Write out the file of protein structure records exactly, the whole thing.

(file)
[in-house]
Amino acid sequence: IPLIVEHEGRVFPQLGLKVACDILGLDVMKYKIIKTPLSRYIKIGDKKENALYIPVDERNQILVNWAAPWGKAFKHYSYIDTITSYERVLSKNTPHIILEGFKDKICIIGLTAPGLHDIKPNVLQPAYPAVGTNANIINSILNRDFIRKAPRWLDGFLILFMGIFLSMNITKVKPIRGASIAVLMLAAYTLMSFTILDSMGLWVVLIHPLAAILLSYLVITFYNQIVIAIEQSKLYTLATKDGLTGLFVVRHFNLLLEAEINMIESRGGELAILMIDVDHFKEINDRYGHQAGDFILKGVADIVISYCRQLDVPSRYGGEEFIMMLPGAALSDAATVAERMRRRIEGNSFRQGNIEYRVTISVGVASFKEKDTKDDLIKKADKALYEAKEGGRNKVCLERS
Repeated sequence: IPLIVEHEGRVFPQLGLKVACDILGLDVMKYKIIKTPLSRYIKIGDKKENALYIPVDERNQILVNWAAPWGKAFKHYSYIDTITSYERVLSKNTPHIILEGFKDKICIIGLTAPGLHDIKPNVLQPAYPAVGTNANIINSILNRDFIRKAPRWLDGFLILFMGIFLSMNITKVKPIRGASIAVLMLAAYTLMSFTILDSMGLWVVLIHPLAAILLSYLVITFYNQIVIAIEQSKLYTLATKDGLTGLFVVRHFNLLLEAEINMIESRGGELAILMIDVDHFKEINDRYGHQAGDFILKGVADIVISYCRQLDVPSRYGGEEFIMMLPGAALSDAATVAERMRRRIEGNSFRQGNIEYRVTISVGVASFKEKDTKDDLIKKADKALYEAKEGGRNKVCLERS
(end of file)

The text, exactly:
[in-house]
Amino acid sequence: IPLIVEHEGRVFPQLGLKVACDILGLDVMKYKIIKTPLSRYIKIGDKKENALYIPVDERNQILVNWAAPWGKAFKHYSYIDTITSYERVLSKNTPHIILEGFKDKICIIGLTAPGLHDIKPNVLQPAYPAVGTNANIINSILNRDFIRKAPRWLDGFLILFMGIFLSMNITKVKPIRGASIAVLMLAAYTLMSFTILDSMGLWVVLIHPLAAILLSYLVITFYNQIVIAIEQSKLYTLATKDGLTGLFVVRHFNLLLEAEINMIESRGGELAILMIDVDHFKEINDRYGHQAGDFILKGVADIVISYCRQLDVPSRYGGEEFIMMLPGAALSDAATVAERMRRRIEGNSFRQGNIEYRVTISVGVASFKEKDTKDDLIKKADKALYEAKEGGRNKVCLERS
Repeated sequence: IPLIVEHEGRVFPQLGLKVACDILGLDVMKYKIIKTPLSRYIKIGDKKENALYIPVDERNQILVNWAAPWGKAFKHYSYIDTITSYERVLSKNTPHIILEGFKDKICIIGLTAPGLHDIKPNVLQPAYPAVGTNANIINSILNRDFIRKAPRWLDGFLILFMGIFLSMNITKVKPIRGASIAVLMLAAYTLMSFTILDSMGLWVVLIHPLAAILLSYLVITFYNQIVIAIEQSKLYTLATKDGLTGLFVVRHFNLLLEAEINMIESRGGELAILMIDVDHFKEINDRYGHQAGDFILKGVADIVISYCRQLDVPSRYGGEEFIMMLPGAALSDAATVAERMRRRIEGNSFRQGNIEYRVTISVGVASFKEKDTKDDLIKKADKALYEAKEGGRNKVCLERS